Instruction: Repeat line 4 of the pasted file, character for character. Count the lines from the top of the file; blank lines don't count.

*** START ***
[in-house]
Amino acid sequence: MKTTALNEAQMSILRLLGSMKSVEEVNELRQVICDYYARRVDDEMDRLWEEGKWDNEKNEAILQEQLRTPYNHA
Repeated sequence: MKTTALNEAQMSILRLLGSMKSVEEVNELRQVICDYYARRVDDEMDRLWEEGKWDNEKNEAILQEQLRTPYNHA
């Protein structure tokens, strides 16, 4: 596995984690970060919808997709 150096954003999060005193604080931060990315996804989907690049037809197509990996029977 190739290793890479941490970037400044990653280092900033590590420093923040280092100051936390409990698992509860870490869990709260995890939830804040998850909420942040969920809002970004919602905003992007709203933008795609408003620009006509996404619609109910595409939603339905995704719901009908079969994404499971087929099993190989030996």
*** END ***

């Protein structure tokens, strides 16, 4: 596995984690970060919808997709 150096954003999060005193604080931060990315996804989907690049037809197509990996029977 190739290793890479941490970037400044990653280092900033590590420093923040280092100051936390409990698992509860870490869990709260995890939830804040998850909420942040969920809002970004919602905003992007709203933008795609408003620009006509996404619609109910595409939603339905995704719901009908079969994404499971087929099993190989030996």